Chikomba – Mash East Provincial EducationDirector (PED), Anatoria Ncube has warned that the $50 cellphone levy being introduced by the Minister of Finance is going to have a serious negative effect on the education sector.

Ncube whose stance was supported by teachers throughout the Province toldThe Mirror in an interview that rural parents are not going to afford the gadgets needed for their children’s education.Some parents actually called for subsidies on cellphones because of the critical role the gadgets play on all sectors of the economy including the enjoyment of fundamental rights.

“The levy will have a gross and negative impact on the rural people who are the majority of our population. Parents will not afford these gadgets and this will negatively impact on rural education,” said Ncube. Amalgamated Rural Teachers Union inZimbabwe (ARTUZ) president, Obert Masararure said that the cellphone levy which Minister Mthuli Ncube insists on introducing will cripple education.

Cellphones are not a luxury but a tool for education needed by pupils and students from the lowest grades up to University, said Masararure. He appealed to Government to scrap the levy. He also said that Zimbabwe was lagging far behind other countries in terms of digitalisation. Masararure was speaking at the launch of his organisation’s voter education campaign in Chivhu. Teachers and Chivhu residents who spoke to The Mirror also condemned the Minister’s move.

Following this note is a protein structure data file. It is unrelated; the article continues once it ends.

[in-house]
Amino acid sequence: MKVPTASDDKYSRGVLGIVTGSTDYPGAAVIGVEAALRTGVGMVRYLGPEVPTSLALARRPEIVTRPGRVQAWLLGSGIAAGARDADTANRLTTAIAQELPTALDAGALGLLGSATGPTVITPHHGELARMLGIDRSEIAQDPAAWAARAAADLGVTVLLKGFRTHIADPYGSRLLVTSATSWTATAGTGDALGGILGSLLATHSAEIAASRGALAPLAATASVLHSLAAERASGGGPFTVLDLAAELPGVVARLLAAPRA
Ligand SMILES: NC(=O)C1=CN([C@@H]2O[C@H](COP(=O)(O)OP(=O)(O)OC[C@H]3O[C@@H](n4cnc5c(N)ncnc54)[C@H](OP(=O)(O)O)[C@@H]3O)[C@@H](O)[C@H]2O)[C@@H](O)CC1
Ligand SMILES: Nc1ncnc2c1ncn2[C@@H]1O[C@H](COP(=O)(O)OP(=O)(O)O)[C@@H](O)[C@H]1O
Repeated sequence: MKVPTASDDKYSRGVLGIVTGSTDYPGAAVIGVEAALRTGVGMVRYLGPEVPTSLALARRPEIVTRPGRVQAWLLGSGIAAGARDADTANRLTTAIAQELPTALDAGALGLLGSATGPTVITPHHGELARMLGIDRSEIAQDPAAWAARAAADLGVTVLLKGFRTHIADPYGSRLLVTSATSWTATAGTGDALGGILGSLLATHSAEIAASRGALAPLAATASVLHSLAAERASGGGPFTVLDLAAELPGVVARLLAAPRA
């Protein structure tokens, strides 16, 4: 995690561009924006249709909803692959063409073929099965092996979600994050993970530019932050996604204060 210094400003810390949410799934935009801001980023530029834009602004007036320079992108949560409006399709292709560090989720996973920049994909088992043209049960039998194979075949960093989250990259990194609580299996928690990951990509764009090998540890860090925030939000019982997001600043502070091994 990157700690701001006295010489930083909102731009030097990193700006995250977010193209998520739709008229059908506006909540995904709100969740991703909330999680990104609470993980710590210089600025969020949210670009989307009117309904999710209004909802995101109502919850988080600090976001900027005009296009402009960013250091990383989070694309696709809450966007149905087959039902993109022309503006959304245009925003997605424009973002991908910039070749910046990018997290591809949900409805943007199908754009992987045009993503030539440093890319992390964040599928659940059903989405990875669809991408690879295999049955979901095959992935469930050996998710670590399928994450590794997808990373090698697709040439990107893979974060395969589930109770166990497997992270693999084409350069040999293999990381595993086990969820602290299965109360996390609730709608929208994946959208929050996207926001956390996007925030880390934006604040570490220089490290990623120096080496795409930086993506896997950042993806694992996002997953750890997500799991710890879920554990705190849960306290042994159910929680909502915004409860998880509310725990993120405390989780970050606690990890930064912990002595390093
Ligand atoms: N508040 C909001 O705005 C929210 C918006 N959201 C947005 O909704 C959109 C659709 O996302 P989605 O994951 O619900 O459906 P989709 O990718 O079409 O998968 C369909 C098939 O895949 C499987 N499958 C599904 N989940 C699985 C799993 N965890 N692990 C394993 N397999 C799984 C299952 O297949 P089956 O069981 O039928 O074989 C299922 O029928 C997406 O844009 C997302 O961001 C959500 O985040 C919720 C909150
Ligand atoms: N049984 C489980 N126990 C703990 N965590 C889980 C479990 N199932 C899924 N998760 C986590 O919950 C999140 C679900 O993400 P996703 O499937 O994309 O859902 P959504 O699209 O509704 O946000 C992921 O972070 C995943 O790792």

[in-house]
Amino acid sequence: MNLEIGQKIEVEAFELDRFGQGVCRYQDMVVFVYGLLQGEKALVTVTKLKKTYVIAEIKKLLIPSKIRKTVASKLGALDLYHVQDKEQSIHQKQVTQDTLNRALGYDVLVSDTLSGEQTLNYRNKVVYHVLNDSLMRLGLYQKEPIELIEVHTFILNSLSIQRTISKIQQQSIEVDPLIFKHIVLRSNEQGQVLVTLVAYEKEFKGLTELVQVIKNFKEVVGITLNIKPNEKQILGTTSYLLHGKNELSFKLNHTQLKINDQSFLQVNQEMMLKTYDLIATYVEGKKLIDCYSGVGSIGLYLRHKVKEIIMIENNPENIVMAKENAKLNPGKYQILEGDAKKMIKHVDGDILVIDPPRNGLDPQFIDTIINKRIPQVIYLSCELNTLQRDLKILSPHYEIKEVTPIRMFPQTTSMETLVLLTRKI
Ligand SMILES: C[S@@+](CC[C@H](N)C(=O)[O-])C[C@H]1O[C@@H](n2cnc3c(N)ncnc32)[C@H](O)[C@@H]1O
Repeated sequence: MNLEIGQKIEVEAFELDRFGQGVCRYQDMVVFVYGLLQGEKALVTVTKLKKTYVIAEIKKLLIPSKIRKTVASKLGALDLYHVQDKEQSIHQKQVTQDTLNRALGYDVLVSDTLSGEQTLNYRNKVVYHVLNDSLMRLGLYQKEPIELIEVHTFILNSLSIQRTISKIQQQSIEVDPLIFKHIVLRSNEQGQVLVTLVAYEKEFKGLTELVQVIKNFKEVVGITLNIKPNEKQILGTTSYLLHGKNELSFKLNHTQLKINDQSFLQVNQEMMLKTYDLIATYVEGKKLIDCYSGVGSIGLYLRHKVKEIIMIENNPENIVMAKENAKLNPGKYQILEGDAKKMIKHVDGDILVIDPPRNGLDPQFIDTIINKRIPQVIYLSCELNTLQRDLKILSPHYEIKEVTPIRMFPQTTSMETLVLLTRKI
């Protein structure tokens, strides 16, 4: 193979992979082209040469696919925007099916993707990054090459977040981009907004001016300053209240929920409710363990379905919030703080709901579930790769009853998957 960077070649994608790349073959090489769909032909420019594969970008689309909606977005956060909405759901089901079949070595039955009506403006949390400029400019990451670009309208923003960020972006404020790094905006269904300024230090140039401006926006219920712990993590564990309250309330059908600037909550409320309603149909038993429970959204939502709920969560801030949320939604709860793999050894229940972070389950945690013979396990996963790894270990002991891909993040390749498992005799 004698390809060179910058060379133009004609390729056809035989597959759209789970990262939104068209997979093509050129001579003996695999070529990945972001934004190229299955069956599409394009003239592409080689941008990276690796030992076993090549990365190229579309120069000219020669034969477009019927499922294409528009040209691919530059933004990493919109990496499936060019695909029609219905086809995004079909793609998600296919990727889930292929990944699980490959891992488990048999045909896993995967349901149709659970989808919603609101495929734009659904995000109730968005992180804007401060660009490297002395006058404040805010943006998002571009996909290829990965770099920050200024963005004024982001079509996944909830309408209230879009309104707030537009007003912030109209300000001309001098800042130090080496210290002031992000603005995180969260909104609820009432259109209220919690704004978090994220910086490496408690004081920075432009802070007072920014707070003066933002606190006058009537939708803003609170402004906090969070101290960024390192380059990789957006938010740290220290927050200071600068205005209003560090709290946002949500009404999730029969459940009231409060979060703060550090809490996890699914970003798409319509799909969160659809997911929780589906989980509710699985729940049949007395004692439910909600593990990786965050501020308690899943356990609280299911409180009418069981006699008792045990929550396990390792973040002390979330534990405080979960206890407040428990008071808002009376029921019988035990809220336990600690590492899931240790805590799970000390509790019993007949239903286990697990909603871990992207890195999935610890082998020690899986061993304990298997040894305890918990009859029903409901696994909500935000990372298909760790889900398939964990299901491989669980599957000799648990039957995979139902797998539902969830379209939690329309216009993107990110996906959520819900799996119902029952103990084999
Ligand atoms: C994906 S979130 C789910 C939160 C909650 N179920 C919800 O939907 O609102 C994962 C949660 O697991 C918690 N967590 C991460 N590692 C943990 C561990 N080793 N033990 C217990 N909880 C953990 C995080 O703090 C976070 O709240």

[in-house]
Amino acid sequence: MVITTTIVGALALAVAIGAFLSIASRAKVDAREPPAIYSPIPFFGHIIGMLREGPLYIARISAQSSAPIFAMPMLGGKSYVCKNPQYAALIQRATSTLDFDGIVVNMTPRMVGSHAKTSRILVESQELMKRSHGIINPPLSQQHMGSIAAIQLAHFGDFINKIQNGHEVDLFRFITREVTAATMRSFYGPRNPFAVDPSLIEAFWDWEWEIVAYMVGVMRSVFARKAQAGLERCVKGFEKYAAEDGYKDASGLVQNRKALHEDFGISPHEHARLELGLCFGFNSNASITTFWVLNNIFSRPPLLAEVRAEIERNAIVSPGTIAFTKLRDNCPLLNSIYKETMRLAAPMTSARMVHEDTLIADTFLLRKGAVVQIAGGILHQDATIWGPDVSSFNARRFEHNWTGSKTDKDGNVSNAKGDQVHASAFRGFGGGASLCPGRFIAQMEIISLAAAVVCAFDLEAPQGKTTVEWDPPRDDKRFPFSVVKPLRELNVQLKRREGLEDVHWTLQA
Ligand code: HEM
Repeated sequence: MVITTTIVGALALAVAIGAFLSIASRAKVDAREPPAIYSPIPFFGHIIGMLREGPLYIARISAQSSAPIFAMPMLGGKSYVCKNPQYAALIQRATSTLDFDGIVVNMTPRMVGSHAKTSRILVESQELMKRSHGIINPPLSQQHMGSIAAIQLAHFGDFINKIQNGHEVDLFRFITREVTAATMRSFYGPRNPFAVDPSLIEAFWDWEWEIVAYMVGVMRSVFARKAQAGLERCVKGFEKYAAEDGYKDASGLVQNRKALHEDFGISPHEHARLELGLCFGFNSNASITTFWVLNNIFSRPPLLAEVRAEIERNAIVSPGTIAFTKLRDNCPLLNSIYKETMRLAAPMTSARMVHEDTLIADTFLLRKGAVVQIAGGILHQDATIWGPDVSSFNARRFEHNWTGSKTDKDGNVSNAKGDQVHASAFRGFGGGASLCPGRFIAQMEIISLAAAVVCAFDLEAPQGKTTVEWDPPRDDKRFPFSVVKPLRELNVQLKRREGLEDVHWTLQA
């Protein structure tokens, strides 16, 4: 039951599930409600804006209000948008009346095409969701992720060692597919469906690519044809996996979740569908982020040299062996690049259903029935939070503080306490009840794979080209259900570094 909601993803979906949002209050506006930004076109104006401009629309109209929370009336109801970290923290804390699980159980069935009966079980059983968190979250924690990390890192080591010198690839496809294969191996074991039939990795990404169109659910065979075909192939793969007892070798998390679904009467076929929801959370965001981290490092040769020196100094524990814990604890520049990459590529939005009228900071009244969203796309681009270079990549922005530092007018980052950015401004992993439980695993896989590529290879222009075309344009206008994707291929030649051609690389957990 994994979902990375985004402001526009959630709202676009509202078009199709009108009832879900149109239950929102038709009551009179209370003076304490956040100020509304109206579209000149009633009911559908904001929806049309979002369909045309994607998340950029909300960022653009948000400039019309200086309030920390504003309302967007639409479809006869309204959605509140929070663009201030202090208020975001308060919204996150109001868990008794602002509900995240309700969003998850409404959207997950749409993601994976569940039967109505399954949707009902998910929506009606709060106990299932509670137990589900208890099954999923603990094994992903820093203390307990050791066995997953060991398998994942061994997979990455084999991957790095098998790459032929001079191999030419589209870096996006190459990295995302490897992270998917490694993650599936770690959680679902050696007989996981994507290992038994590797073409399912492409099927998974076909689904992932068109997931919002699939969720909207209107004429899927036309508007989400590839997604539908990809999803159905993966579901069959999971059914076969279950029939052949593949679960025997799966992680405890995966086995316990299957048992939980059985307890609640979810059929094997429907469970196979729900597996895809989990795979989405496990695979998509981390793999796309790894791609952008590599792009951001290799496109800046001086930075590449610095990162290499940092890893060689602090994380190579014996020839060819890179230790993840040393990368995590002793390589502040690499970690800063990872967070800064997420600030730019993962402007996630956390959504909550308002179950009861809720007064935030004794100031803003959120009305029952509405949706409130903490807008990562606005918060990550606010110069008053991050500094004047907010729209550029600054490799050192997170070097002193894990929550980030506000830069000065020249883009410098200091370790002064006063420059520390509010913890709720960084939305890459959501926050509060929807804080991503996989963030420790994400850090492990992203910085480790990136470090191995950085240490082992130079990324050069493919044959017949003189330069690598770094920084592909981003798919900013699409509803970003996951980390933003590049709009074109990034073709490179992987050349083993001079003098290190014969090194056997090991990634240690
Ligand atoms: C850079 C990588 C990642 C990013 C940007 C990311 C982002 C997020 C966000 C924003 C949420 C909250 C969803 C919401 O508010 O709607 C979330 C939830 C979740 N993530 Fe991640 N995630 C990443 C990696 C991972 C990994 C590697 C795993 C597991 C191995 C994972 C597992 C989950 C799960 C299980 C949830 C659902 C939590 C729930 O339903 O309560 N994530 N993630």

They argued that cellphones were critical gadgets for sending and accessing information hence they enabled citizens to enjoy the fundamental right to information. They also said that the gadget is critical for all sectors of the economy. Minister Mthuli Ncube presented his budget before Parliament last Thursday and proposed the introduction of the US$50 duty on cellphones but with that tax being refunded within 30 days if import duty had been paid on the cellphone when it was imported.

Loveridge Ncube, a vendor in Chivhu CBD said it was a contradiction for Government to impose cellphone levy when the country is trying to digitalise. “We are trying to digitalise as a nation, E-learning is becoming popular in schools and boom we introduce new taxes on gadgets. The Minister is like the right hand that doesn’t know what the left hand is doing,” Ncube.

Elvina Chiriseri said the levy will further marginalize the rural populace from the digital era. She actually argued for subsidies on cellphones. “This levy will further cripple the poor. Cellphones here are expensive yet they are cheap in neighbouring South Africa.

Rural populations will be further marginalised. It will mean no E-learning to rural pupils,” said Chiriseri. Langton Hoko, a teacher at Nyazvidzi Primary school said the move is insensitive to the poor. “The Minister lacks empathy. The move spells a death knell on E learning,” said Hoko.

Badza Primary School teacher, Emmanuel Punungwe said the levy goes against E-learning. “The levy is harsh and it goes against the digital economy. Virtual learning has become critical in the face of unpredictable school terms caused by Covid19 pandemics,” said Punungwe.